“Partnership is a synallagmatic and commutative participation in profits” (Civil Code of Louisiana, 1808).

HAVE YOU EVER BEEN IN A “SYNALLAGMATIC” RELATIONSHIP WITH ANOTHER PERSON? Well, you probably have and just didn’t know it. In civil law, a synallagmatic contract is one in which each party is obligated to provide something to the other party. The word comes from the Greek synallagma (“mutual agreement”).

So what does this have to do with the concept of “partnership”? Just this: a partnership is a relationship in which two or more parties agree to work together “synallagmatically” — each helping the other in certain ways, so that a result is reached that is beneficial to all. And without a doubt, this idea is one of the most important ideas in history.

In business, it used to be that there was a hard line drawn between “partners” and “competitors.” But nowadays, businesses are much more likely to see the benefits of partnership, even with companies that are competitors. It is not unusual now to hear of companies partnering on specific projects while still competing in other areas.

As trends go, this one is refreshing. And frankly, I wish that more of us could see the value of this approach in our personal lives. We tend to think only in terms of “allies” and “adversaries,” and when we take an adversarial approach to anyone who seems to be in “competition” with us, we lose the advantages that come from the paradigm of partnership and mutual benefit. Granted, there are some non-negotiable areas in which we may find ourselves on opposite sides of a question. But wouldn’t it help if we made an effort to see others as partners as much as possible and as competitors as little as possible?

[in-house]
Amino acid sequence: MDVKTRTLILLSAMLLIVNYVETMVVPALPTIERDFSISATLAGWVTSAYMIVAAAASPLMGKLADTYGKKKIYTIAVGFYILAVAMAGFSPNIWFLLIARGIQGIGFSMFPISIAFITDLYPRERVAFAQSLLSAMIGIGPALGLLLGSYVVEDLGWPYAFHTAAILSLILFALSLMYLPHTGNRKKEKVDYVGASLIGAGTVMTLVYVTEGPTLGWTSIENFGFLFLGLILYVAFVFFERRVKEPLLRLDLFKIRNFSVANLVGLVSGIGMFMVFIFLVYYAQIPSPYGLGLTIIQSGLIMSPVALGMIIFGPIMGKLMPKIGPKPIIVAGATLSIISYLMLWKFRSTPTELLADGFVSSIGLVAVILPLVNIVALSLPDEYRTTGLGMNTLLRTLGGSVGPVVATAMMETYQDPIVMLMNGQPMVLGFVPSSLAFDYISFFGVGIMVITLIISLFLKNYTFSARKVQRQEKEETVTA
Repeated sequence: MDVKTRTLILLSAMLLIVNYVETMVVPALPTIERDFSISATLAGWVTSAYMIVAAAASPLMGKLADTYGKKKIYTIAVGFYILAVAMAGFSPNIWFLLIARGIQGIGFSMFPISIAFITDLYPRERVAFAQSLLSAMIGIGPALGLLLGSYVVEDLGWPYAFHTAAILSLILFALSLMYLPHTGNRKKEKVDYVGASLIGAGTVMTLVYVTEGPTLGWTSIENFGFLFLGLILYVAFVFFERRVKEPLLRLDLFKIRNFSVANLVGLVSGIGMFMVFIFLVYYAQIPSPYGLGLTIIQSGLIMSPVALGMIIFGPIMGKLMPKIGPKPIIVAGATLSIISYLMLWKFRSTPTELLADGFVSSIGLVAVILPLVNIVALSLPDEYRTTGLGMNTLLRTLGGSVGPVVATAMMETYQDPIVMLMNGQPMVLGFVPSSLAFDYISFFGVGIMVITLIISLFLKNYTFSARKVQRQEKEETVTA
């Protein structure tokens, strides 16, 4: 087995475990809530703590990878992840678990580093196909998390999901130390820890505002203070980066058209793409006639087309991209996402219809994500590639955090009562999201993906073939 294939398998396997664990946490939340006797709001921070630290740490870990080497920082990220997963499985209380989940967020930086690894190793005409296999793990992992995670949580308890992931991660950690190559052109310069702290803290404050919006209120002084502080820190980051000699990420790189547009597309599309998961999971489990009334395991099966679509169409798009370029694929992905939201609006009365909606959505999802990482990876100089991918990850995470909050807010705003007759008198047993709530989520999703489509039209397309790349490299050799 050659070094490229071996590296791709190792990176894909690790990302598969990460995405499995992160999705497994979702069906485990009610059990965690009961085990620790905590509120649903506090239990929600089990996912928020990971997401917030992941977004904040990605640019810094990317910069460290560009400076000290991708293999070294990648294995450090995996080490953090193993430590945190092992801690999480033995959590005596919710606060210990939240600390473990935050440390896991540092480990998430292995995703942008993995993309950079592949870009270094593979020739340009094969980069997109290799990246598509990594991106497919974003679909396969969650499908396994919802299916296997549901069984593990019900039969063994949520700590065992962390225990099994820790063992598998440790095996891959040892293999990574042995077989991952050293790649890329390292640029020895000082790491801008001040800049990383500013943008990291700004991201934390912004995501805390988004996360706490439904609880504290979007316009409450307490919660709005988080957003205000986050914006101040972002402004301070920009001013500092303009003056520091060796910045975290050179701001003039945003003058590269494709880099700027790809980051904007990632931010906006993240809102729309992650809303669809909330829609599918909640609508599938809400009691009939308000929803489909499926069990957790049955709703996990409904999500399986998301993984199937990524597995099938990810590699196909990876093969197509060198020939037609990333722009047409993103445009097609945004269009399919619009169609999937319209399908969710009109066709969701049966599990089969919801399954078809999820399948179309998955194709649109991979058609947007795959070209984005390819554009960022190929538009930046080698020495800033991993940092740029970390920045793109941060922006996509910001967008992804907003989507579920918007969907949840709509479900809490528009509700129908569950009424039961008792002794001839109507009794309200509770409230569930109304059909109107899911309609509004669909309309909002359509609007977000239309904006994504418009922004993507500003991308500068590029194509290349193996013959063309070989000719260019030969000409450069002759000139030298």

The indisputable fact is this: none of us is completely independent. We need the help of others. We need partnerships in life. And we need to be people with whom others are delighted to partner.

“What needs to be cultivated among men interested in social relationships whether as owner, manager or employee, producer or consumer, seller or buyer, partner or competitor, is self-control, refraining from unfair advantage, determination to give value as well as to take it; the appreciation that immediate gain is not the principal consideration; that one group cannot continue to profit at the expense of another without eventual loss to both; that all classes of men are mutually dependent on the services of each other; that the best service yields the greatest profit” (Preston S. Arkwright).

Gary Henry — WordPoints.com + AreYouaChristian.com

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